Unfortunately for Microsoft, in the time between the Danger acquisition and the Kin launch, consumer expectations had greatly moved on. Thanks to the iPhone and Android platforms, consumers had learned how interesting and engaging a full smartphone platform could be, with great web access and thousands of creative to choose from.


And these were features that the Kin could not offer. As a result, the Kin had very limited appeal, and just 7 weeks after launch, Microsoft killed the product. Today the final units are being offered for sale on Amazon for $0.01. In the future, it looks as though Microsoft will have to rely solely on handsets produced by other companies such as as HTC, LG, Samsung, and Dell.

While any major tech company is bound to launch a product which misses the market every once in awhile, a “miss” of this magnitude seems to indicate that Microsoft is still having a hard time understanding the mobile market and building a compelling product strategy.

Windows phone 7: Developer love, Monetization, & Mobile Ads

Given Microsoft’s current position and history in mobile, many people believe that Windows Phone 7 (WinPho7 for short) is the company’s last real chance to be a major competitor in this market. Microsoft has a long history of persistently pursuing their objectives, and has often been able to slowly wear their competitors down while improving their own products. In this case however, with the likes of Google and Apple as competitors, this strategy is unlikely to work.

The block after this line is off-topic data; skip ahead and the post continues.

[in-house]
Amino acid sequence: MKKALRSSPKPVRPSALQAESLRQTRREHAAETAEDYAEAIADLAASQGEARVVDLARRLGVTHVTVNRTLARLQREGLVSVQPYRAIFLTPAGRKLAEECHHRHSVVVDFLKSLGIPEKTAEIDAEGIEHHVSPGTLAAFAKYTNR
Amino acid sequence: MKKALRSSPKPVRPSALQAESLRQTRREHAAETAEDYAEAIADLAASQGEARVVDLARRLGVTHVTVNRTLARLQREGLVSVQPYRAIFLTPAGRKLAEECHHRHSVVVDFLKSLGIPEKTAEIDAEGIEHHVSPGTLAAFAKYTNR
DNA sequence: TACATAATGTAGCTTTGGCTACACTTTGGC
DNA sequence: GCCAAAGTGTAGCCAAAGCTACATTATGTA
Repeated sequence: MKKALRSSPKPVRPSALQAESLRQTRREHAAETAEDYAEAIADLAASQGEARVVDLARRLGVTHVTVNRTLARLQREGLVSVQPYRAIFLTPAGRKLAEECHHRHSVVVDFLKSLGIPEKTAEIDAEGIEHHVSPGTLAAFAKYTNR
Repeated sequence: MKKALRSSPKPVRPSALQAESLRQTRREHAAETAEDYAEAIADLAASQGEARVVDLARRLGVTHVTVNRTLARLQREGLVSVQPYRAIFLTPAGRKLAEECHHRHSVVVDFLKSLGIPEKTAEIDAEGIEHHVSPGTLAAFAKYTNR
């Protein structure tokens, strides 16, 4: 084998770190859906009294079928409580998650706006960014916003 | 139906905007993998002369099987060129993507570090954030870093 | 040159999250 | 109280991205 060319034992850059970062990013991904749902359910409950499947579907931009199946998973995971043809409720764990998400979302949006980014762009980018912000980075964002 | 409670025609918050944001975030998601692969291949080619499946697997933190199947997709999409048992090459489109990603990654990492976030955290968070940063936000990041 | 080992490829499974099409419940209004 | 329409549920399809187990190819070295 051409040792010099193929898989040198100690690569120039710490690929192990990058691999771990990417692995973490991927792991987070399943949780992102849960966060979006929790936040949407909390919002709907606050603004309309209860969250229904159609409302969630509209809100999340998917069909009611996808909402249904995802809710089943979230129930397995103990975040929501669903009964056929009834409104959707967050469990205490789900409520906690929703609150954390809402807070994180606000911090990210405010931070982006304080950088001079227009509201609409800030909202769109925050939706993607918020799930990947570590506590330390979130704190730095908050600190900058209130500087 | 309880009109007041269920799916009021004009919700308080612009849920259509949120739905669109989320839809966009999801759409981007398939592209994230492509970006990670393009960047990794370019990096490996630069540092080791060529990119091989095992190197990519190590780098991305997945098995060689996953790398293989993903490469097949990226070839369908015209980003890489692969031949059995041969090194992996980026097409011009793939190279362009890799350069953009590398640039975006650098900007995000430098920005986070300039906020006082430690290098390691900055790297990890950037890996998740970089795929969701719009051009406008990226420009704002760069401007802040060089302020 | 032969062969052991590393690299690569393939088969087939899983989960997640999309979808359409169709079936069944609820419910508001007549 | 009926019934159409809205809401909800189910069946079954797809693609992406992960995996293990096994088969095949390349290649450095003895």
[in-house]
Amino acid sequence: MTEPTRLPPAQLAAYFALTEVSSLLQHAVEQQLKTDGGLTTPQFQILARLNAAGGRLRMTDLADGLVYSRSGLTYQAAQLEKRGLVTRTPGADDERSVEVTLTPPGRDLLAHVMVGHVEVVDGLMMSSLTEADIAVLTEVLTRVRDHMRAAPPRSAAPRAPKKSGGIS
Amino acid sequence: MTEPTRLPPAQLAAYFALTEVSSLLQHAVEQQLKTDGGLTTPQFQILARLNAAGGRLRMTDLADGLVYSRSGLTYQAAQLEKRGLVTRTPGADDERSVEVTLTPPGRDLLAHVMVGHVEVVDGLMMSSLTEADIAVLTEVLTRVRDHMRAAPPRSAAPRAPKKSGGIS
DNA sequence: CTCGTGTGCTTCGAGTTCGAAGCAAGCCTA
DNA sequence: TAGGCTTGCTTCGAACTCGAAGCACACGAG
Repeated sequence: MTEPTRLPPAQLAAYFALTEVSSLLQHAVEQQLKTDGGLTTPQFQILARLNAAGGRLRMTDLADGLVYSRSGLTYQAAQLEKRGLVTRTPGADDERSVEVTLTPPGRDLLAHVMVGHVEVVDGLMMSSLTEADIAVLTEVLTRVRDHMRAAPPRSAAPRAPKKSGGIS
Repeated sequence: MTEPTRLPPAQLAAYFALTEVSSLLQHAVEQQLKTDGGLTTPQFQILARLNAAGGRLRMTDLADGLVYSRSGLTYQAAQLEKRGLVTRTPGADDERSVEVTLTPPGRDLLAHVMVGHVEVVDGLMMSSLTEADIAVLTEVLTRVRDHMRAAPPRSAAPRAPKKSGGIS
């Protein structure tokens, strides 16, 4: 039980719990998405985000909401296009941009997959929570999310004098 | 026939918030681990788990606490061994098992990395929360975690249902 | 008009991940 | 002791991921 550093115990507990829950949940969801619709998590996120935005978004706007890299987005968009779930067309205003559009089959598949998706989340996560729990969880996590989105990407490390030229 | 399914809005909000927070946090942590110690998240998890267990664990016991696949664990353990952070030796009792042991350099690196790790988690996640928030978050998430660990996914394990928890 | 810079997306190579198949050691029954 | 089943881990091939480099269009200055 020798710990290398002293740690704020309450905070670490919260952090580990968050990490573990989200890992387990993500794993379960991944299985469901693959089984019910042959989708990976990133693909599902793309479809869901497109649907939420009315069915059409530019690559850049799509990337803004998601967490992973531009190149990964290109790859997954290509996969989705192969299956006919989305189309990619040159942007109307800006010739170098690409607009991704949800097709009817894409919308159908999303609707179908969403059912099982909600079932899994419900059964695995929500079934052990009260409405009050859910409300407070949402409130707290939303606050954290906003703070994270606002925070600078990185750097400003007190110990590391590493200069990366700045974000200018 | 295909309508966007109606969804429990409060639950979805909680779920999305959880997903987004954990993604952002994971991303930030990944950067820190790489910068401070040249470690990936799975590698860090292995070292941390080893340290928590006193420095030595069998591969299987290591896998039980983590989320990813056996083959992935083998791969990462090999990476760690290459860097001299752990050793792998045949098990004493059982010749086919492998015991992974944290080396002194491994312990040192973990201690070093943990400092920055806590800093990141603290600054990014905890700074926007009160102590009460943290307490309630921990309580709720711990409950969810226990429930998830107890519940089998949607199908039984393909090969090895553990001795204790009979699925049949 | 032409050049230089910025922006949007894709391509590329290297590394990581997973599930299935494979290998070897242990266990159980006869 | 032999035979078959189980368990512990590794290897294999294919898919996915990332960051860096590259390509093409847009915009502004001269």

When WinPho7 finally arrives, one of the biggest factors determining its success – or lack of success – will be its attractiveness to developers. Developer interest leads to more interesting applications, and this of course leads to more customers. Attracting new developers will be especially important for WinPho7, as the old Windows Mobile apps will not work on the new platform.

There are quite a few things that influence the level of developer interest in a platform, but clearly one of the most important is the ability to monetize an application. This in turn depends greatly on a couple of key factors:

  • Installed base: Whether the application is distributed free or for a fee, having a large base of consumers on a platform gives the developer more opportunities to make money.

    Unfortunately for Microsoft, it will take quite a long time for WinPho7 to build up a significantly large user base. Android, iPhone, and Symbian are already well established, and other new platforms have already launched in the market (e.g. webOS from HP-Palm and Nokia’s MeeGo).

    We suspect that in the early days, Microsoft will need to pay developers to bring their applications to WinPho7 as there won’t be sufficient pull for them to make the commitment themselves.